Ans: Plants that do not possess chlorophyll a will not carry out photosynthesis because it is the primary pigment and act as the reaction centre. It performs the primary reactions of photosynthesis or conversion of light into chemical or electrical energy. Other photosynthetic pigments are called accessory pigments. They absorb light energy of different wavelengths and hence broaden the spectrum of light absorbed by photosynthetic pigments. These pigments hand over the absorbed energy to chlorophylla.

Q6: Why is the colour of a leaf kept in the dark frequently yellow, or pale green? Which pigment do you think is more stable?
Ans: Since leaves require light to perform photosynthesis, the colour of a leaf kept in the dark changes from a darker to a lighter shade of green. Sometimes, it also turns yellow. The production of the chlorophyll pigment essential for photosynthesis is directly proportional to the amount of light available. In the absence of light, the production of chlorophyll-a molecules stops and they get broken slowly. This changes the colour of the leaf gradually to light green. During this process, the xanthophyll and carotenoid pigments become predominant, causing the leaf to become yellow. These pigments are more stable as light is not essential for their production. They are always present in plants.

Q7: Look at leaves of the same plant on the shady side and compare it with the leaves on the sunny side. Or, compare the potted plants kept in the sunlight with those in the shade. Which of them has leaves that are darker green? Why?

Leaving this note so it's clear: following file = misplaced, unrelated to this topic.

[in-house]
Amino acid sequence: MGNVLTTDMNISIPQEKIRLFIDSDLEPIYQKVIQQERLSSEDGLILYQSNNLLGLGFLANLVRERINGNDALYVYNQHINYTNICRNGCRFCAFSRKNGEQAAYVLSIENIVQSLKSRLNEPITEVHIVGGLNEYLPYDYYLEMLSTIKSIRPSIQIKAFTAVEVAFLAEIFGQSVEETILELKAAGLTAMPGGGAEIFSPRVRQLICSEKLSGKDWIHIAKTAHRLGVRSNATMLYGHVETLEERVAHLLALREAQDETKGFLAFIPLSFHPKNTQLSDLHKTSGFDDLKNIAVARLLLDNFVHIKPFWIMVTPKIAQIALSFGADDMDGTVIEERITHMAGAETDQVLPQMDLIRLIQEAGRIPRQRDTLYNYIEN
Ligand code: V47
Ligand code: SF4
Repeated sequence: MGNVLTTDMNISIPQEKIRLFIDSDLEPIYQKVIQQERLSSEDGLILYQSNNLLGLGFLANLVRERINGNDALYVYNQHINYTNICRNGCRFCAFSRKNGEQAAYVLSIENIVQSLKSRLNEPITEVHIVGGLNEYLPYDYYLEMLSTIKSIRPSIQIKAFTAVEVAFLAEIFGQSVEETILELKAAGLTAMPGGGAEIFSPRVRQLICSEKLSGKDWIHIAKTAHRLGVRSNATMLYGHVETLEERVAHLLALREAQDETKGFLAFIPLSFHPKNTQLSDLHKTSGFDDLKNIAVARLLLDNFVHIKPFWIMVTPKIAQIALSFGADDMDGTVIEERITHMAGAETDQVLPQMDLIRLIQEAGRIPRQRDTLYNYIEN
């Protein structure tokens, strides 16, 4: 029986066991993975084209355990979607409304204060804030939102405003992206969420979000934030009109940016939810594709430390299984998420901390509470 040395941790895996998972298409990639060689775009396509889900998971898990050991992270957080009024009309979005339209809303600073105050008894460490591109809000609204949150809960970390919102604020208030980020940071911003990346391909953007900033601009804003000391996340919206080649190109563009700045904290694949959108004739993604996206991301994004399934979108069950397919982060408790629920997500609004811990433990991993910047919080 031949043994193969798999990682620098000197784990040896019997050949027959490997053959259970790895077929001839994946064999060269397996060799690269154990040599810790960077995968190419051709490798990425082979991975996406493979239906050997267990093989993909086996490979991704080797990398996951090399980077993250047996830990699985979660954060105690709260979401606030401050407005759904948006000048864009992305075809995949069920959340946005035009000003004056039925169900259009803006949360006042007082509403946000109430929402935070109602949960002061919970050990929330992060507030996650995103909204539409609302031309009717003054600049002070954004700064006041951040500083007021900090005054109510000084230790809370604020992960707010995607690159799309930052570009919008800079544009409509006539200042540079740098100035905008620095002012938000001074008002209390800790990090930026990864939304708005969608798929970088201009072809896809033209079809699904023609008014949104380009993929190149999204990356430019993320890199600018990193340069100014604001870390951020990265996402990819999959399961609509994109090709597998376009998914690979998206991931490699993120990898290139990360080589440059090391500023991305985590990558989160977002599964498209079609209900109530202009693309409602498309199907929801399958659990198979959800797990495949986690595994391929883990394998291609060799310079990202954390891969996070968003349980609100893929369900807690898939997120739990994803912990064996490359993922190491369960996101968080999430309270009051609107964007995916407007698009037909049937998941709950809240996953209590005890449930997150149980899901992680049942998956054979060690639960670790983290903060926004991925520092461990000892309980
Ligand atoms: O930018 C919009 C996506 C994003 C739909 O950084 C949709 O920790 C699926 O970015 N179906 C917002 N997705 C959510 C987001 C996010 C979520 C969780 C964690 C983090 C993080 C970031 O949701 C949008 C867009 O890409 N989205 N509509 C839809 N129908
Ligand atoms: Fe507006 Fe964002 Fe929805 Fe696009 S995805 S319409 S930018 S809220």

Ans: Light is a limiting factor for photosynthesis. Leaves get lesser light for photosynthesis when they are in shade. Therefore, the leaves or plants in shade perform lesser photosynthesis as compared to the leaves or plants kept in sunlight.
In order to increase the rate of photosynthesis, the leaves present in shade have more
chlorophyll pigments. This increase in chlorophyll content increases the amount of light absorbed by the leaves, which in turn increases the rate of photosynthesis.
Therefore, the leaves or plants in shade are greener than the leaves or plants kept in the sun.

Q8: Figure 11.10 shows the effect of light on the rate of photosynthesis.  Based on the graph, answer the following questions:
(a) At which point/s (A, B or C) in the curve is light a limiting factor? 
(b) What could be the limiting factor/s in region A? 
(c) What do C and  D represent on the curve?

NCERT Solutions Class 11 Biology Chapter 13 - Photosynthesis in Higher Plants

Ans: